Credit-card lenders have agreed to ease pressure on struggling customers after a marathon meeting with the Business Secretary, Lord Mandelson, yesterday.
Apacs, the credit card industry group, said lenders would suspend interest for troubled borrowers for 30 days to give them time to arrange a repayment plan through a non-profit debt agency. The measure is intended to avoid putting further pressure on customers' finances after they have admitted they are in financial difficulty.
The industry also agreed to come up with common practice on how often interest rates would change on cards and to be clearer with customers when rates change. The Independent revealed earlier this month that some lenders were putting up rates even after base rates had fallen sharply.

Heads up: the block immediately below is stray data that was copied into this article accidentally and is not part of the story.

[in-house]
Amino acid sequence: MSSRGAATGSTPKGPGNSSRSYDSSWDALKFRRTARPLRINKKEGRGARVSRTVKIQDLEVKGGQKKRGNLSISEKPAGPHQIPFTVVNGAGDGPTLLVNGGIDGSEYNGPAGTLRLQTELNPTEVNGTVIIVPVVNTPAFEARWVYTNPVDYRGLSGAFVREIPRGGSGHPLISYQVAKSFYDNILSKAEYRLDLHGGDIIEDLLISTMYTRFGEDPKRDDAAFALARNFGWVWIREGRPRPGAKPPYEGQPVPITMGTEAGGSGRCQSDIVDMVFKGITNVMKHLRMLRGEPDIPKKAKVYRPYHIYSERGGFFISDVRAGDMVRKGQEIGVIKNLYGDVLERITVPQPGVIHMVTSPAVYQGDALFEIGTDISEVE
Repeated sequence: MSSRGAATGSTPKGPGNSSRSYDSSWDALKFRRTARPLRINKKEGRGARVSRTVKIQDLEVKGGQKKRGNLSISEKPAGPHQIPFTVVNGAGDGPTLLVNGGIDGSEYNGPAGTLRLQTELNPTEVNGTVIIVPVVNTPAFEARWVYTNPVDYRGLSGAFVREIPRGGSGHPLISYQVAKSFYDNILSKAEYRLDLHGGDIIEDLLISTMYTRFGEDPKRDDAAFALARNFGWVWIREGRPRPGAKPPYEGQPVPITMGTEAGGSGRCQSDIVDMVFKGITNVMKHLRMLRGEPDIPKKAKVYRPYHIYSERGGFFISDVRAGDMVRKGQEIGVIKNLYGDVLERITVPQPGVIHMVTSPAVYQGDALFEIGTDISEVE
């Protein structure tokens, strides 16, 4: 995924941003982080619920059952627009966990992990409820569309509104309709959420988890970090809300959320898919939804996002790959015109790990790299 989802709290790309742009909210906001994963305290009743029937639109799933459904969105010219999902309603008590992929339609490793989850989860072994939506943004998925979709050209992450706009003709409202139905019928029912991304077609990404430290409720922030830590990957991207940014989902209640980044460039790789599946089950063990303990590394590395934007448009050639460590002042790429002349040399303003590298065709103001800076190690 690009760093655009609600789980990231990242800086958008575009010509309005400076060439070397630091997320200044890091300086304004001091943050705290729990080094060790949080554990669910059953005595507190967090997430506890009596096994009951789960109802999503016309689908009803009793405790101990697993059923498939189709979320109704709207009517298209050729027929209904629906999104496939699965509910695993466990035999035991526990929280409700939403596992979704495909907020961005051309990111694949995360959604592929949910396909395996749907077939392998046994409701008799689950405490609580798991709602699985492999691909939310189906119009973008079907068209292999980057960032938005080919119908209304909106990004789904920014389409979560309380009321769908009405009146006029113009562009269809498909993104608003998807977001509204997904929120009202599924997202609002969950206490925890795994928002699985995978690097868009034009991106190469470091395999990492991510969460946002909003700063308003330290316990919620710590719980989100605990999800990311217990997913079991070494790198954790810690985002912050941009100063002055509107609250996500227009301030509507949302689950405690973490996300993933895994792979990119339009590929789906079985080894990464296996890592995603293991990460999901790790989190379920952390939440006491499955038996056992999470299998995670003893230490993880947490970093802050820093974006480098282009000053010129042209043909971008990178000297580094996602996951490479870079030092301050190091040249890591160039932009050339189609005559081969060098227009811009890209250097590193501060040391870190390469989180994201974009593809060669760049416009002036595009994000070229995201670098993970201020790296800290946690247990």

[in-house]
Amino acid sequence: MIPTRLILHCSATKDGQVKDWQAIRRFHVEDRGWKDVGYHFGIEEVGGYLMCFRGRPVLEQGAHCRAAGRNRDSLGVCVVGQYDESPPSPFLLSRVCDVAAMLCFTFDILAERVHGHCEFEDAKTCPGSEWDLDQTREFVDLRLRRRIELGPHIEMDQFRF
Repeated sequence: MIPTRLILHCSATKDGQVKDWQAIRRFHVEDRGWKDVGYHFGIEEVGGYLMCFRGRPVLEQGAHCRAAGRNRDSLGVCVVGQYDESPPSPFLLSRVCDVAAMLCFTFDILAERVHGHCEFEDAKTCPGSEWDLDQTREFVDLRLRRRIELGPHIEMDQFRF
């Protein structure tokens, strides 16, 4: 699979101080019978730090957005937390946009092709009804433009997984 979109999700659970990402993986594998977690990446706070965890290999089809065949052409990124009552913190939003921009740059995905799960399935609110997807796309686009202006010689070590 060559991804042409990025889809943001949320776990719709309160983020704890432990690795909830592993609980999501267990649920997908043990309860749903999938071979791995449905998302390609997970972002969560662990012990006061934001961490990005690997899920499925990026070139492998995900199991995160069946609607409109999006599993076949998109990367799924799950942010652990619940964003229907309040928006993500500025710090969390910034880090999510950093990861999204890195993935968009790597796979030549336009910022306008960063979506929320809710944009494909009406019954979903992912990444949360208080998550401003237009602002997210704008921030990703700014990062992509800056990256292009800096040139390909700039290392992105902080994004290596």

The meeting at the Department for Business, Enterprise and Regulatory Reform was scheduled to finish at 4pm but went on for an extra two hours as ministers, the card companies' bosses, consumer groups and regulators hammered out terms. Ministers had taken an aggressive stance to the industry before the meeting, which was attended by about 30 people, telling lenders to turn up with constructive proposals that would help ease the plight of cash-strapped borrowers.
More than £200bn is owed by Britons in unsecured borrowing, including personal loans, overdrafts and credit and store cards – almost one-fifth of total lending. Official figures have suggested that borrowers have turned to credit cards to refinance their borrowing because lenders are limiting mortgage and other unsecured finance.
The agreement is the latest move by the Government to try to reduce pressure on debt-laden consumers after households racked up more than £1trn of borrowings during the era of cheap credit.
Apacs said: "Today's meeting has been very constructive. We've welcomed the opportunity to hear the Government's views."